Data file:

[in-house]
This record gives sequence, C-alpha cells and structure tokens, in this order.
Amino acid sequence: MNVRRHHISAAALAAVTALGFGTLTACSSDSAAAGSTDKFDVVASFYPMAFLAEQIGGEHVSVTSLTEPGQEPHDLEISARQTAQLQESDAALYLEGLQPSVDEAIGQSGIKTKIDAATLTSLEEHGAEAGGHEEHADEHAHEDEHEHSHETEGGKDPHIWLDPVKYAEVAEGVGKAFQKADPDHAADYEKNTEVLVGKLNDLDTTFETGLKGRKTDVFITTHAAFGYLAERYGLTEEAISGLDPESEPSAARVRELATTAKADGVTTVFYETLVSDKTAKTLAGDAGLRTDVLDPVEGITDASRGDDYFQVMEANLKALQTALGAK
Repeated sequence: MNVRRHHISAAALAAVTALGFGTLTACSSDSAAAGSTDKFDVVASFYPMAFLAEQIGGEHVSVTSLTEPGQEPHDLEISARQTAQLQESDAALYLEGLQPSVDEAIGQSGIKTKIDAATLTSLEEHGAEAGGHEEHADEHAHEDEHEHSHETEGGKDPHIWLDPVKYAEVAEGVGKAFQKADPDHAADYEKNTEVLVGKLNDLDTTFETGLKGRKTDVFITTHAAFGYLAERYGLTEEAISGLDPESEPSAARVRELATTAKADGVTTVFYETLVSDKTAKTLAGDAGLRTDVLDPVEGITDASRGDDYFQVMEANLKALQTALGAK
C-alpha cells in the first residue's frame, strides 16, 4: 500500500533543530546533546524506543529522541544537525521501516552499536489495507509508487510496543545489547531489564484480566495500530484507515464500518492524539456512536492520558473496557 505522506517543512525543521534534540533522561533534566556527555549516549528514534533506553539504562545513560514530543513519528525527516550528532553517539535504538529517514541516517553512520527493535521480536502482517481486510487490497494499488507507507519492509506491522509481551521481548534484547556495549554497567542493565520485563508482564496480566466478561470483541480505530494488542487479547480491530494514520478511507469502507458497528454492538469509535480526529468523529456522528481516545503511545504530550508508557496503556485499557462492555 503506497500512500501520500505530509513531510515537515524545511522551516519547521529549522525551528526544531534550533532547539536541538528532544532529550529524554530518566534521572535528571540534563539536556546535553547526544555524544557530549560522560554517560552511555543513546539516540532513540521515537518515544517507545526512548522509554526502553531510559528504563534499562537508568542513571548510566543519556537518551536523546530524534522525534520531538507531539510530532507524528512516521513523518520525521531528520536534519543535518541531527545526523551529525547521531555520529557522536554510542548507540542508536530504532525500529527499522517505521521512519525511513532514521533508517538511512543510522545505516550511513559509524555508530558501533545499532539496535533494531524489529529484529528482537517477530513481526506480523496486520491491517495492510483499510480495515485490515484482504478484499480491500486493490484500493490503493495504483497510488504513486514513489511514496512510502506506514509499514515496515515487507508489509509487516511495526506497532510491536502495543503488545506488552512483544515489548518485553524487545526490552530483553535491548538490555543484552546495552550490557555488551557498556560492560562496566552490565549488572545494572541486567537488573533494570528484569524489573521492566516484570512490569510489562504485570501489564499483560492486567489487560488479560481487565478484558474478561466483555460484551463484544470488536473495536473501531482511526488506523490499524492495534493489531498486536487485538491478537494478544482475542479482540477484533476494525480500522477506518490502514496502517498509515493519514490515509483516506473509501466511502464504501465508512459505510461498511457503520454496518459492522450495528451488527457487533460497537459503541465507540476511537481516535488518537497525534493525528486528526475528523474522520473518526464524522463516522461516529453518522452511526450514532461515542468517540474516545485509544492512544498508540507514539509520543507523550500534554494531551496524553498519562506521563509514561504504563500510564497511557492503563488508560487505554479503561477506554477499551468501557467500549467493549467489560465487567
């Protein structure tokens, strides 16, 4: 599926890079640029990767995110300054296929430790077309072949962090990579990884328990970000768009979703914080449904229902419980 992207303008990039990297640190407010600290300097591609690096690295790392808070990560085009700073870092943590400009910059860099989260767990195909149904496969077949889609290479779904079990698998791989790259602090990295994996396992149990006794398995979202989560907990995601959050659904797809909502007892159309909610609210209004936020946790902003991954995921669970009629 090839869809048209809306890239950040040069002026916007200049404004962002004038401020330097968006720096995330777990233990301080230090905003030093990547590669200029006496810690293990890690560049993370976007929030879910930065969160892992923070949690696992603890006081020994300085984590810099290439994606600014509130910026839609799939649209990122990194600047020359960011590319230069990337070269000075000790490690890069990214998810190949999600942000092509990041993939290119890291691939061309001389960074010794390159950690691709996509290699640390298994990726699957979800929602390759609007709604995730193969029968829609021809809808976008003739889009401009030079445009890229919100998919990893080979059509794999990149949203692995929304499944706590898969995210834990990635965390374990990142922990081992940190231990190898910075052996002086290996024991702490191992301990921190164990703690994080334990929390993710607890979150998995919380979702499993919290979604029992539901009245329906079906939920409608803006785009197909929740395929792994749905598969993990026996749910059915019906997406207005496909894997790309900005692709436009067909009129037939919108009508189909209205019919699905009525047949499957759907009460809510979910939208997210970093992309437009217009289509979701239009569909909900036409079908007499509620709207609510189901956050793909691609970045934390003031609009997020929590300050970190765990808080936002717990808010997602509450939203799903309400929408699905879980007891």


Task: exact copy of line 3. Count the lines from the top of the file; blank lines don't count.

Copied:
Amino acid sequence: MNVRRHHISAAALAAVTALGFGTLTACSSDSAAAGSTDKFDVVASFYPMAFLAEQIGGEHVSVTSLTEPGQEPHDLEISARQTAQLQESDAALYLEGLQPSVDEAIGQSGIKTKIDAATLTSLEEHGAEAGGHEEHADEHAHEDEHEHSHETEGGKDPHIWLDPVKYAEVAEGVGKAFQKADPDHAADYEKNTEVLVGKLNDLDTTFETGLKGRKTDVFITTHAAFGYLAERYGLTEEAISGLDPESEPSAARVRELATTAKADGVTTVFYETLVSDKTAKTLAGDAGLRTDVLDPVEGITDASRGDDYFQVMEANLKALQTALGAK